Only last year, Qure.ai, a developer of AI technology for CT scans and chest x-rays, secured funding from NHSX to implement its technology with several NHS Trusts. CEO Prashant Warier praised its work, and that done by NHS Digital, as he describes the UK as “one of the hotbeds of healthcare innovation and large-scale adoption”. NHSX, for example, established the COVID-19 Chest Imaging Database (NCCID) in January last year, to use AI to help diagnose COVID-19 patients and create treatment plans. It also awarded £1.4 million to four AI projects in October 2021,


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Contrary to this move relegating innovation “to the basement”, he believes NHSE/I will continue to develop strategies for MedTech innovations. Qure, he adds, has great confidence the new body will drive innovation globally, especially given it’s reinforced with the expertise of both NHSX and NHS Digital.

The move could also be a chance to explore further opportunities with the private sector, suggests David Hancock, healthcare executive advisor at InterSystems and co-chair of INTEROpen. This organisation serves as a collaboration between individuals, the industry, standards organisations as well as health and social care providers, aiming to accelerate open standards for interoperability.

An X-ray held up so it can be examined

(Image credit: Getty Images)

The NCCID comprises over 40,000 CT scans, MRIs and X-rays taken during the pandemic.

“There’s a need for clarity on the intentions concerning building new digital capabilities ifn-house versus buying solutions from external vendors,” he explains. “There are examples where building has perhaps not delivered the best results and, given the many advantages that buying could achieve, the NHS should consider the return-on-investment of buying versus building a central system.”

Digital transformation in the NHS, however, is way behind schedule, according to David Newell, head of health at professional services company Gemserv. He previously held NHS Trust Board responsibility for Information Technology, Clinical Audit and Medical Records. A fifth of Trusts in the NHS, for instance, still largely rely on paper, he says, leaving it “years behind the digital transformation of areas such as banking and travel”.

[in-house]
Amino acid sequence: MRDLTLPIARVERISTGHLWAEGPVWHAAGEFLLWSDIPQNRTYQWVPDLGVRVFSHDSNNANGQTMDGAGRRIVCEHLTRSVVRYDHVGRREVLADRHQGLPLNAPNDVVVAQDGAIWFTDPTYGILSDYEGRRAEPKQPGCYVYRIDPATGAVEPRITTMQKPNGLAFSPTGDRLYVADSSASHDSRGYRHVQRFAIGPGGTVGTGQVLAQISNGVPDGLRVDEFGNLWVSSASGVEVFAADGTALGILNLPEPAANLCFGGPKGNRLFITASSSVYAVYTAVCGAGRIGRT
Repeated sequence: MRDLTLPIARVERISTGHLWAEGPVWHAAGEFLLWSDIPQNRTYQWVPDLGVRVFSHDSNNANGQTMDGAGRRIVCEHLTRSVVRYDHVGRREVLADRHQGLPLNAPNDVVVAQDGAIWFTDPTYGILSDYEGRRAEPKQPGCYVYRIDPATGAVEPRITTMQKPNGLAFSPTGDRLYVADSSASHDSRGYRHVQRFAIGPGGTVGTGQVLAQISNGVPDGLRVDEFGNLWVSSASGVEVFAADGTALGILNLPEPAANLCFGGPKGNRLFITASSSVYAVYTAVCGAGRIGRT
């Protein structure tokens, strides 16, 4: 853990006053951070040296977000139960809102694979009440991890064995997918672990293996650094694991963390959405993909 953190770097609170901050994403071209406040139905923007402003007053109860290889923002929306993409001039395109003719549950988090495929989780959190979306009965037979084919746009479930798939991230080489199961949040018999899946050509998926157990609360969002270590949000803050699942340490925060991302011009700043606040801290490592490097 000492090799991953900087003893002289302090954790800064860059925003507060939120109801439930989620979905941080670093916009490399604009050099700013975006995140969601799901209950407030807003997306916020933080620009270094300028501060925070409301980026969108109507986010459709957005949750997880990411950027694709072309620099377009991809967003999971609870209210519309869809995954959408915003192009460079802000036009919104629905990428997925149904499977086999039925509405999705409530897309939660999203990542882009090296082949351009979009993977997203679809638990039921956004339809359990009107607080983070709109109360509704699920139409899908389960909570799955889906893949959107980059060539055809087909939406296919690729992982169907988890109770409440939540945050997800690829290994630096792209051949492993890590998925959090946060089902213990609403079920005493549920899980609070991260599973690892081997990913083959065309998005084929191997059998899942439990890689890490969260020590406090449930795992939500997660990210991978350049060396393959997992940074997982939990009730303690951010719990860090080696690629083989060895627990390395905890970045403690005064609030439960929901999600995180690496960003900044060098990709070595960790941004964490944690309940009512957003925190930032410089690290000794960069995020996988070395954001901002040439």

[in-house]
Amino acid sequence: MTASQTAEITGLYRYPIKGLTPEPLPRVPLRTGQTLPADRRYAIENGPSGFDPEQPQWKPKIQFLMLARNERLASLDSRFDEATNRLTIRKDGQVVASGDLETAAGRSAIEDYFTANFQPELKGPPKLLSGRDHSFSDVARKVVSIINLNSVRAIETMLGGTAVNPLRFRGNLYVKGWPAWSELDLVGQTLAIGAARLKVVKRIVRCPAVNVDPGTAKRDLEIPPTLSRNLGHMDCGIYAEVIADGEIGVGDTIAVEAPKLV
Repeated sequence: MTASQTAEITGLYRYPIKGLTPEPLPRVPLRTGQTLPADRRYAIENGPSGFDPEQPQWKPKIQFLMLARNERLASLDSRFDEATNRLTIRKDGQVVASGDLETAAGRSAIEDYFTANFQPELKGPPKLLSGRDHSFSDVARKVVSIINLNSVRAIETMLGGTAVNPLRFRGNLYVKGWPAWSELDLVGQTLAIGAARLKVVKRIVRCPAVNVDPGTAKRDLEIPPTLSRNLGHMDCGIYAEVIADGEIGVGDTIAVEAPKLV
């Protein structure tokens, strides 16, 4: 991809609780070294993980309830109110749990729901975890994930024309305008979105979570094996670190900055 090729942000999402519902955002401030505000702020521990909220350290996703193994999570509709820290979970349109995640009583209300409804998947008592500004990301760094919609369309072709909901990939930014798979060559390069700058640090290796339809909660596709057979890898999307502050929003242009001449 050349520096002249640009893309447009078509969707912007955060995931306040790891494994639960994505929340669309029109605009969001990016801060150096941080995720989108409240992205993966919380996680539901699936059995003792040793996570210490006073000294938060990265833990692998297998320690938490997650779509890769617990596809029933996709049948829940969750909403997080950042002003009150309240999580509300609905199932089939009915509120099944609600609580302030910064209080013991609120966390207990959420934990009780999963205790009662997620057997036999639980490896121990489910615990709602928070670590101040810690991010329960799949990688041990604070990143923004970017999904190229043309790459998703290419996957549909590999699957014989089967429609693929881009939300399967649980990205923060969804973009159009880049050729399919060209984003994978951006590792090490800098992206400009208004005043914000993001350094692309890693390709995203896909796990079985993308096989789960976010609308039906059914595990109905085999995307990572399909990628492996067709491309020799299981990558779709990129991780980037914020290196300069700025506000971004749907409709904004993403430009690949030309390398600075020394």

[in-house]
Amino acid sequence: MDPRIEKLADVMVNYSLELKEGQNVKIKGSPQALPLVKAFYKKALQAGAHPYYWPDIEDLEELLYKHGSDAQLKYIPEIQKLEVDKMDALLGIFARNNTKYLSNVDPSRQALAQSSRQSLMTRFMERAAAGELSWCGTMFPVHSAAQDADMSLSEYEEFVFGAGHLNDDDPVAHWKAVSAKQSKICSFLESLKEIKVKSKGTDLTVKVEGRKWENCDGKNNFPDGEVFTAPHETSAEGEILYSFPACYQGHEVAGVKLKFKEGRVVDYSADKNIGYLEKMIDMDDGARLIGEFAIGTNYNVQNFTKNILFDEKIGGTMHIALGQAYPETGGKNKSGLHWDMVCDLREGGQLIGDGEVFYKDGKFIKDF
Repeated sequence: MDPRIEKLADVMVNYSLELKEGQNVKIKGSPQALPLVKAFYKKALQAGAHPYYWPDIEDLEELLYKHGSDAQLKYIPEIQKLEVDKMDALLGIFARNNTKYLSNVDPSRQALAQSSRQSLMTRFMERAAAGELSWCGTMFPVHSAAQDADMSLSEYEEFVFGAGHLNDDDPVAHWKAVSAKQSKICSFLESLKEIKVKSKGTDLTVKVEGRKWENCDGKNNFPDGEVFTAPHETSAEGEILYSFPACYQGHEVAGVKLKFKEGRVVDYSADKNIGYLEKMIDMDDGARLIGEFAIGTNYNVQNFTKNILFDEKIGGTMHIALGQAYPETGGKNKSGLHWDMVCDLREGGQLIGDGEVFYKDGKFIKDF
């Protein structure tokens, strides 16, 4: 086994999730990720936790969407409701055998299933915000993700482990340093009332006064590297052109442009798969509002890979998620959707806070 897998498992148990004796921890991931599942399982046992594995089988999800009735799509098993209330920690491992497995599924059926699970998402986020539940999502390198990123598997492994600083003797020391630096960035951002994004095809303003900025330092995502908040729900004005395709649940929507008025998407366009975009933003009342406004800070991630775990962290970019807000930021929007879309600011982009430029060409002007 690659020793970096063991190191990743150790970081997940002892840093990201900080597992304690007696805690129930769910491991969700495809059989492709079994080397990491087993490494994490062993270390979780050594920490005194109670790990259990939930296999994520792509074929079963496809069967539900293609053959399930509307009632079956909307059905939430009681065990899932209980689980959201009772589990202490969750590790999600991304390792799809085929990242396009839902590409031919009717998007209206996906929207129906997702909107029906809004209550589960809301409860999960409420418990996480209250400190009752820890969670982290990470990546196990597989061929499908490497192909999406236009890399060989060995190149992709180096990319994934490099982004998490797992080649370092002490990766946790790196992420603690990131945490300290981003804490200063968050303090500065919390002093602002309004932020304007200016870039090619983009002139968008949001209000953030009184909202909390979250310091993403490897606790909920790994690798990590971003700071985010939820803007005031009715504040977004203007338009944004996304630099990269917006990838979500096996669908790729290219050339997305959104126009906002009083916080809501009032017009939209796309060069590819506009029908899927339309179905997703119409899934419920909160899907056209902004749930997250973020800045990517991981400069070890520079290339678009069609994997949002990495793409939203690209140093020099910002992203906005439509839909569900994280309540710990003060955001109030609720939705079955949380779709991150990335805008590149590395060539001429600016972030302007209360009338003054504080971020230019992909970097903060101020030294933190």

He believes, however, the NHS can make great strides if personalisation is made a top agenda item for digital transformation. “To make personalised, preventative healthcare a reality, the initiative must be clinically led at a national level, leveraging technology to enable system change,” he urges. “We need to pledge real, sustained investment with an absolute focus on measurable benefits delivery.”

The funding being directed into futureproofing IT systems, adds CTO of EMEA at Boomi, Mike Kiersey, is promising. He says: “If the NHS can efficiently modernise data practices in the coming months, it will be able to put a framework in place to become a digitally native system that can begin addressing the backlog of people waiting for crucial checks, tests and scans, and to help get waiting lists down.”

Overall, despite initial fears that digital innovation was to be relegated to an afterthought, there’s a collective welcoming for a move to fold NHSX and NHS Digital into NHSE/I. Professionals across health and technology, however, add the caveat that these lofty ambitions should be matched with the right budgets, the right talent, and the right timelines for health and social care IT modernisation.

Jonathan Weinberg is a freelance journalist and writer who specialises in technology and business, with a particular interest in the social and economic impact on the future of work and wider society. His passion is for telling stories that show how technology and digital improves our lives for the better, while keeping one eye on the emerging security and privacy dangers. A former national newspaper technology, gadgets and gaming editor for a decade, Jonathan has been bylined in national, consumer and trade publications across print and online, in the UK and the US.